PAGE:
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Learn About the Azure Bot Service

The Microsoft Bot Service provides a platform for building and publishing bots. You can use the Bot Builder SDK or the Azure Bot Service to create your bot and publish it as a web service. Then you can make your bot available through one or more channels. The bot connector service handles the message exchange between your bot and the channels through which users engage with it.

Currently, the bot services and SDK support the creation of bots using C# or JavaScript as the development languages. Creating your bot in JavaScript will require working in Node.js. When we look closer at these two main components, we note that the Bot Builder SDK is what you will use for developing your bots and the Bot Service is what you will use to connect your bot to the different channels you wish to support.

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Bot Development Lifecycle
The typical bot development cycle follows a pattern of:

  • Plan – think about what you want your bot to accomplish. Why are you creating the bot in the first place? It’s recommended that you follow the guidance found on design guidelines page, https://aka.ms/AA3m39t.
  • Build – you can create your bot in the Azure portal or by using Visual Studio and C# to developer with .NET. You can also use Node.js and JavaScript to build your bot as well.
  • Test – You should always test your bot before you release it. There are currently two recommended testing mechanisms:
    1. Test your bot locally with the emulator. The Bot Framework Emulator is a stand-alone app that not only provides a chat interface, but also debugging and interrogation tools to help understand how and why your bot does what it does. The emulator can be run on a locally alongside your in-development bot application.
    2. Test your bot on the web. Once configured through the Azure portal your bot can also be reached through a web chat interface. The web chat interface is a great way to grant access to your bot to testers and other people who do not have direct access to the bot’s running code.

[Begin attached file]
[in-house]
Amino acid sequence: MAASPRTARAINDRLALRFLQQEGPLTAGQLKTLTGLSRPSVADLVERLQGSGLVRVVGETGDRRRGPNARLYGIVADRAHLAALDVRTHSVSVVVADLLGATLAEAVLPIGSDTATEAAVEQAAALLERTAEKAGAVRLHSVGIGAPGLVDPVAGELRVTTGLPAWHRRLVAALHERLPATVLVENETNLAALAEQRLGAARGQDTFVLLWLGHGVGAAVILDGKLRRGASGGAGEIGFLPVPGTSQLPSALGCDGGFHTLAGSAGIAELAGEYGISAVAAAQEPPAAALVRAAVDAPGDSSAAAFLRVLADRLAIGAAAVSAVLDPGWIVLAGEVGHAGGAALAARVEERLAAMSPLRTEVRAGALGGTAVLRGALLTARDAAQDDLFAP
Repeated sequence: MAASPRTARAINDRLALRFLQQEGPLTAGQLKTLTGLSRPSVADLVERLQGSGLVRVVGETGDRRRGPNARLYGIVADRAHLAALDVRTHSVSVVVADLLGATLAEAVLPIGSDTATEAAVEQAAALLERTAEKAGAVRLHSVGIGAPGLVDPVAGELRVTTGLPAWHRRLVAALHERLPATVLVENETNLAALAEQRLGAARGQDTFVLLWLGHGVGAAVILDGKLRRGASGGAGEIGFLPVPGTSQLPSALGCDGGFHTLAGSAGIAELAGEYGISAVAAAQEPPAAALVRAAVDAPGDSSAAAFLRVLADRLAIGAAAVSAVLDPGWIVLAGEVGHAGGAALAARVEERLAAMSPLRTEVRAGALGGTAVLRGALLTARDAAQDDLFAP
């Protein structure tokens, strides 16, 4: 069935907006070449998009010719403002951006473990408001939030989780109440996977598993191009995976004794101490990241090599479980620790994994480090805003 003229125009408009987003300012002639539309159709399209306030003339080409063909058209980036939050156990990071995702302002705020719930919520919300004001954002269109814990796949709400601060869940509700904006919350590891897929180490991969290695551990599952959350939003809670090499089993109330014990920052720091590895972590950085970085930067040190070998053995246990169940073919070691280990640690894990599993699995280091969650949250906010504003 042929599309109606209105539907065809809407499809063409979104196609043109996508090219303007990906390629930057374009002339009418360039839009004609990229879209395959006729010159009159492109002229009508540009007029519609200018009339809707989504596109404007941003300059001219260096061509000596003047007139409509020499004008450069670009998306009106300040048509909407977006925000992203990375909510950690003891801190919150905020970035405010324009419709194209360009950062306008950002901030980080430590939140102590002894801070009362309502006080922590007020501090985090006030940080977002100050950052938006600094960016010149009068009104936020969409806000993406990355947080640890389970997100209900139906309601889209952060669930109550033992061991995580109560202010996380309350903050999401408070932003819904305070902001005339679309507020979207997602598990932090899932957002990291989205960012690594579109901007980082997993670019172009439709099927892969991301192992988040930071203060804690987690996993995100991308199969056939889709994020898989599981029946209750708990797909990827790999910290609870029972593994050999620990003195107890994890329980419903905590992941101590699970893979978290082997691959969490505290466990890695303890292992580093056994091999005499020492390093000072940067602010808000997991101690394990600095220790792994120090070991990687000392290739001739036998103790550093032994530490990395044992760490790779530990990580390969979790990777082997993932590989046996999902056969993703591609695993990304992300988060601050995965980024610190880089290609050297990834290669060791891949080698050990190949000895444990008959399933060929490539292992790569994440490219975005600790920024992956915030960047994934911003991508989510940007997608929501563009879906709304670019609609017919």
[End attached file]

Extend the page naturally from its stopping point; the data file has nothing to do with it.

• Publish – Once testing is complete, you can publish your bot to Microsoft Azure or host in on your own web service or data center
  • Connect – You can connect your bot to many different channels for users to gain access to the bot such as:
    • Facebook
    • Messenger
    • Skype
    • Slack
    • Microsoft Teams
    • SMS/Text
    • Cortana
  • Evaluate – Once your bot is released, you should monitor the bot for sustained engineering. You may find users’ interactions may be different than your initial plan so you might find it necessary to improve the bot over time.

Compliance Considerations
The Azure Bot Service can address your compliance concerns as well because the service is now compliant with the following:

  • ISO 27001:2013 and ISO 27018:2014
  • PCI DSS
  • Microsoft’s HIPAA BAA
  • SOC 1 and SOC 2

Interested in taking a closer look at this along with Bot Design Principles, Your Bot Development Environment, and a walkthrough on creating a Basic Bot in the Azure Portal? Join us for (AI-100) Designing and Implementing an Azure AI Solution which will help to Build Azure Data & AI Skills as an Azure AI Engineer.